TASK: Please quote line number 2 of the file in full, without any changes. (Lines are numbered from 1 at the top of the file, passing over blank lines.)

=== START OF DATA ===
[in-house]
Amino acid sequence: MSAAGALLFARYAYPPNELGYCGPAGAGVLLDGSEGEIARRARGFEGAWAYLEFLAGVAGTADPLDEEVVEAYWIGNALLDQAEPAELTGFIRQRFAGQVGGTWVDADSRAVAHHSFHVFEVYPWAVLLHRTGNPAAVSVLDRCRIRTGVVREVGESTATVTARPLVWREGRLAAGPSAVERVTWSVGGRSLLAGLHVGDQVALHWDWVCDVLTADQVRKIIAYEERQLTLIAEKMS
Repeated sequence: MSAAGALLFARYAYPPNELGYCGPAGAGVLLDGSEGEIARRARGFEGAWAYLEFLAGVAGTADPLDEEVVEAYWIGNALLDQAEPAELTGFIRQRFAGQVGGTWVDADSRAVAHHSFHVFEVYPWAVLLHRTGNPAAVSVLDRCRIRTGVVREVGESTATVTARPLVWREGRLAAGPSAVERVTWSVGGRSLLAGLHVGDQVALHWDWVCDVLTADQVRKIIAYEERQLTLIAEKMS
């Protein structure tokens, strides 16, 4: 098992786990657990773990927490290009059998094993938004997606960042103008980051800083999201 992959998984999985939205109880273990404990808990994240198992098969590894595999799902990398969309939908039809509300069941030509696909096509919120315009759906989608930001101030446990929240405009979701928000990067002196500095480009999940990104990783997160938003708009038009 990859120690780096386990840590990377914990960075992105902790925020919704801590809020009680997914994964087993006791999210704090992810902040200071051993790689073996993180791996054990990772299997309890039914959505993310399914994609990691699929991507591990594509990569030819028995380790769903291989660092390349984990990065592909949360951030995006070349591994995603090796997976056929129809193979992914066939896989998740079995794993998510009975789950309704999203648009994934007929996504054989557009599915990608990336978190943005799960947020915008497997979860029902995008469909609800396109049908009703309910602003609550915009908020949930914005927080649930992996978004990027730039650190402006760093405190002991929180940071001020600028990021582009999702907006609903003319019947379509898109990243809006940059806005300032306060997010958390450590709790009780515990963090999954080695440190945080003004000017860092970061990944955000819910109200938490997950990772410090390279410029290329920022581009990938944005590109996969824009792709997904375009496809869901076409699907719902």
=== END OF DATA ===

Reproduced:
Amino acid sequence: MSAAGALLFARYAYPPNELGYCGPAGAGVLLDGSEGEIARRARGFEGAWAYLEFLAGVAGTADPLDEEVVEAYWIGNALLDQAEPAELTGFIRQRFAGQVGGTWVDADSRAVAHHSFHVFEVYPWAVLLHRTGNPAAVSVLDRCRIRTGVVREVGESTATVTARPLVWREGRLAAGPSAVERVTWSVGGRSLLAGLHVGDQVALHWDWVCDVLTADQVRKIIAYEERQLTLIAEKMS